I’m not into politics, but I am holding up a sign.

I’m not into politics, but I am holding up a sign.

Eight days to our next federal election. The eleventh election that I’ve had the legal right to vote in. And perhaps the first that I’m speaking up about.

When I was growing up, my parents often said, “If you want to keep your friends, then don’t talk about politics or religion.” Well, that was fine with me because both those topics were overwhelmingly boring, so those arguments would be easy to avoid.

I dated a guy briefly in 1997 who asked me who I voted for. “I don’t vote,” I said.

“What?! How can you not vote? Why not?”

“Because it’s all just a bunch of mumbo jumbo,” I said.

“You can’t be serious. You love your job, right?”


“Well, what if, for instance, somebody gets elected, and they make a rule that means you can’t work at your job anymore?”

“I’d get a new job.”

He shakes his head. Incredulous.

I shake my head. Dumbfounded.

I actually had voted in 1993. I knew absolutely nothing about the parties, their platforms, or their politics. I just wanted the woman to win. After more than a hundred years of male leaders, I thought a female leader would provide a good shakeup, and it turned out that her party was my favourite colour, so that seemed like the right choice. Blue was heavily defeated, and I didn’t think I’d bother voting again. I didn’t know enough. I was just a naive woman.

I met my husband in 1998, not long after I stopped watching the news and TV altogether. Voting was also important to him, so for the next six federal elections, I engaged him with questions to remind me the names of the parties and their leaders, the difference between right and left, and how that equated to conservative and socialist and capitalist and liberal—trying to sort through the mumbo jumbo. And then I’d vote for whoever he was voting for because he seemed to know what he was talking about. When a new election rolled around, I’d have forgotten all the colours and would ask him to re-educate me all over again.

I tried to figure it out for myself in 2019, to make my vote count for me and what I want, rather than for the more well-informed man I trust in my home. I voted Green because I wanted support for the health of our planet, but I still didn’t want to talk to friends or relatives or strangers about it.

This year, my husband sent me this nifty tool for determining how our opinions align with the parties. What I learned is that I have a lot more to learn about the individual issues that are important to our country. It’s an exciting time for me though because I finally have most of the terms figured out and memorized. I finally know my left from right and have a very general sense of how things work.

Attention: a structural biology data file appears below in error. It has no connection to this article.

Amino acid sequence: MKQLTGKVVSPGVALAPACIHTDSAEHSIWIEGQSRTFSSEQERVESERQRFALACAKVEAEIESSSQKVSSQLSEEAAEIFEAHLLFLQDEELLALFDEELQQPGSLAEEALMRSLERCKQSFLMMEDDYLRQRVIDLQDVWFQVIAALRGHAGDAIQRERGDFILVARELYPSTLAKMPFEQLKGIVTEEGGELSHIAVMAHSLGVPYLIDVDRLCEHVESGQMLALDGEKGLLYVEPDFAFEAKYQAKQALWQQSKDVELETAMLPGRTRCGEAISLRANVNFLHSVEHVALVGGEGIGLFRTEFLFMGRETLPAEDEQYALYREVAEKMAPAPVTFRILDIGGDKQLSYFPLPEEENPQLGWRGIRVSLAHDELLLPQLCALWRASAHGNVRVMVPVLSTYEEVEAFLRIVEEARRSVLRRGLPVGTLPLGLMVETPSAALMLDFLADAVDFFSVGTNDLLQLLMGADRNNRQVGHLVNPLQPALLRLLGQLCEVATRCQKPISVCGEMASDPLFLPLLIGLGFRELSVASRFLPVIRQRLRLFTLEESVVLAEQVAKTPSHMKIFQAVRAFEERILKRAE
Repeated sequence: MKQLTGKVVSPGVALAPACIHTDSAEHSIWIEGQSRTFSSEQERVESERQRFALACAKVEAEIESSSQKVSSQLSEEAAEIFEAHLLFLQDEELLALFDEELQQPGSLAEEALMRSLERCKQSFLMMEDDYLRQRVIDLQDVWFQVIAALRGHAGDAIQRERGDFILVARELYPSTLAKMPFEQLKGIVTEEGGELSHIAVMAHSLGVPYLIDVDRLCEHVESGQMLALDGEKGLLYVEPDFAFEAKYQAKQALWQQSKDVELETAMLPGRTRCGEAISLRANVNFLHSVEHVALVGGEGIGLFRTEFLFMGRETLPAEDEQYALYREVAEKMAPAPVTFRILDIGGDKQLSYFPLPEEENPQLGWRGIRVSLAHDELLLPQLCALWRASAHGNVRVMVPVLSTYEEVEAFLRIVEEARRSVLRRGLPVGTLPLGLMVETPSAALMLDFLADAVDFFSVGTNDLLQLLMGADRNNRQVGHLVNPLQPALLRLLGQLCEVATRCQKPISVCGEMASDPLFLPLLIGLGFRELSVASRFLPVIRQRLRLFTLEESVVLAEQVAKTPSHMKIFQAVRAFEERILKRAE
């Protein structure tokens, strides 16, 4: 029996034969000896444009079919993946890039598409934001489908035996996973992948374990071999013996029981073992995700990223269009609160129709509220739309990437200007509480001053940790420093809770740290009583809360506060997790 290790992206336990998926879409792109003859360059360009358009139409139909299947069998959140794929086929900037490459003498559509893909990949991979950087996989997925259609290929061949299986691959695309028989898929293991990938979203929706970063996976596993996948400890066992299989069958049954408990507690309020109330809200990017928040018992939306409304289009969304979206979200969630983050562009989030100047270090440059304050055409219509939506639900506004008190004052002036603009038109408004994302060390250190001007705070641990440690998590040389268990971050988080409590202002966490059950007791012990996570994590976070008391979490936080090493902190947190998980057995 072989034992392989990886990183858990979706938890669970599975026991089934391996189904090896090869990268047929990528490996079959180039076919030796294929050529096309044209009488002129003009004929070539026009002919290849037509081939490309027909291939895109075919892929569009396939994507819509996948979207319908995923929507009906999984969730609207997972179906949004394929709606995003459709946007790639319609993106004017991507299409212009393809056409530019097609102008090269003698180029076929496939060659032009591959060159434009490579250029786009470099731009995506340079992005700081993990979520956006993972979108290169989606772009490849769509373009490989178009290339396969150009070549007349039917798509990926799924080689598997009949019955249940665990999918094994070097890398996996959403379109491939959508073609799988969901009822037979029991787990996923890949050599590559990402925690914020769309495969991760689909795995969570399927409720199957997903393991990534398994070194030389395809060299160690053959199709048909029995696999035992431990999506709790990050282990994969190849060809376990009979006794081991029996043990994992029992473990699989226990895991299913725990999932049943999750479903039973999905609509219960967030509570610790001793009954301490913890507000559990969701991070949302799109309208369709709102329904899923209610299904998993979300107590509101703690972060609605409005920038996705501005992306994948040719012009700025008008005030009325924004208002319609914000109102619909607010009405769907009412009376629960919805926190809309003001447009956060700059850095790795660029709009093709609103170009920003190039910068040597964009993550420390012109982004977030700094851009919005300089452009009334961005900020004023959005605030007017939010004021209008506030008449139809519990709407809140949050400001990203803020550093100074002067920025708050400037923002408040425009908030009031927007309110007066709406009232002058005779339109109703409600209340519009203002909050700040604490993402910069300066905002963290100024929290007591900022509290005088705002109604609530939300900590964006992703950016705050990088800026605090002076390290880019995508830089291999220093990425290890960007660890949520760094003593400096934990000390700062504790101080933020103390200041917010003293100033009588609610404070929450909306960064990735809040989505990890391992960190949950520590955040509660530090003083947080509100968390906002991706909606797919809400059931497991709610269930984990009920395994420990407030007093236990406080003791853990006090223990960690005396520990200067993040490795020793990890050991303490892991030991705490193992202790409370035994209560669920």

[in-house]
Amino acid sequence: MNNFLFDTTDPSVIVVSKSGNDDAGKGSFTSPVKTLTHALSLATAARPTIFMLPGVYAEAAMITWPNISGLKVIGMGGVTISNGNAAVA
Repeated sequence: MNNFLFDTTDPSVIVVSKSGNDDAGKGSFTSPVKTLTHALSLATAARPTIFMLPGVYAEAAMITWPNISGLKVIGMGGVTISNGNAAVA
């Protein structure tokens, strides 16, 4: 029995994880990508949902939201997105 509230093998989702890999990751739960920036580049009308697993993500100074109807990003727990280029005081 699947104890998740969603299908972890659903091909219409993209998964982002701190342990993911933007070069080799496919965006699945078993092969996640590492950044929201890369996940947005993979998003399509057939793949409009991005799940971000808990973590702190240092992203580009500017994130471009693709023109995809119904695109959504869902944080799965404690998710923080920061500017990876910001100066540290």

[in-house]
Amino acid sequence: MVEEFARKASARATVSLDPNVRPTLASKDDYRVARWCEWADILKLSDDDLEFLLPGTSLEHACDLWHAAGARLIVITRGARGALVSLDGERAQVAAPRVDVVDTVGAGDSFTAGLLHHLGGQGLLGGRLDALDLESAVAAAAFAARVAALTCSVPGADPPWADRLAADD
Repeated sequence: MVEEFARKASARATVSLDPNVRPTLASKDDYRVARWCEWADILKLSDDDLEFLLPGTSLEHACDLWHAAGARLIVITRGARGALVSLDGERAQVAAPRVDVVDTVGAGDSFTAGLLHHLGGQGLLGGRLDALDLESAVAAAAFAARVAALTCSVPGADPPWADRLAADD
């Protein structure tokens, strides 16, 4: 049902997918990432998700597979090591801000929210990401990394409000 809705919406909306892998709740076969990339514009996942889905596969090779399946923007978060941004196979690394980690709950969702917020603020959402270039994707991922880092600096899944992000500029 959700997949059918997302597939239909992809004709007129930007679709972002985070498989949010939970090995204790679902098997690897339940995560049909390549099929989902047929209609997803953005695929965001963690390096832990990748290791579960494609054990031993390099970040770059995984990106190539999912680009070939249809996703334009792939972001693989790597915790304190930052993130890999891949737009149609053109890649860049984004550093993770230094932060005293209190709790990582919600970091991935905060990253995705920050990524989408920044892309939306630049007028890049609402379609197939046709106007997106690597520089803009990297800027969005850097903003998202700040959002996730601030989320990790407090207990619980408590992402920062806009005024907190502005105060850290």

So, I was shocked when an NDP friend told me she’d recently been called a communist in a rude way. A communist? Really? My first thought was, What decade are we in? What have I missed by not watching the news? Because I’m not even into politics, and I don’t for a minute believe that socialist and communist are the same thing. That spreading the wealth across our country will result in dictatorship. That welcoming immigrants will destroy our identity. That lifting up our most marginalized people will impoverish the rest of us. That public programs will take away our freedom to speak our mind and act peacefully. No way.

Instead, I believe that many good, smart people are beginning to step up and push for a better way forward. People who care about the environment and all of us people who live in it. People who know there is a better way for everyone—and the planet too—and that will still uphold democracy. I have the greatest appreciation for those with the passion and energy to take on leadership roles and utilize their intelligence for the well-being of all.

I believe it’s up to the common voter not to sort out who is the goodest and the smartest, but to choose the best person for the job at this moment in time. We don’t have to stick with the same political party (or faith, or life partner, or sexual identity, or gender, or breakfast cereal) forever. It’s okay to change our mind.

Another friend sent me this video excerpt with Avi Lewis (NDP) speaking about hope vs. optimism. Then I watched the whole interview. Avi can see and imagine a better future—one that happens to align with what I want to see—so I believe he will work hard to build it.

I still don’t know much about any of the leaders at the federal level, but unless something changes my mind before election day 2021, I’ll vote for Avi Lewis in my riding (West Vancouver—Sunshine Coast—Sea to Sky Country). He’s a bit of a superstar in our area, so I have a lot of hope that many others will vote for him, too. I trust his words and intention. And the smart woman by his side, of course.


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